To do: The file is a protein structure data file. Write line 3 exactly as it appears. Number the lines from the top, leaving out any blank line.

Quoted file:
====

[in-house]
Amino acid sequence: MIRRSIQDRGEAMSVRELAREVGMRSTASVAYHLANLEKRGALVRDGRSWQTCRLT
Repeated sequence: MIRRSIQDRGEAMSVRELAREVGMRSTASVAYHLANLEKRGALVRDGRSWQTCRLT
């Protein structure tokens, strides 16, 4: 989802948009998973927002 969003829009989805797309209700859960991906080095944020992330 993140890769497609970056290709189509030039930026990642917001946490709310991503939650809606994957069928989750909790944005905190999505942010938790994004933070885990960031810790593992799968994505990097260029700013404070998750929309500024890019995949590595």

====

Repeated sequence: MIRRSIQDRGEAMSVRELAREVGMRSTASVAYHLANLEKRGALVRDGRSWQTCRLT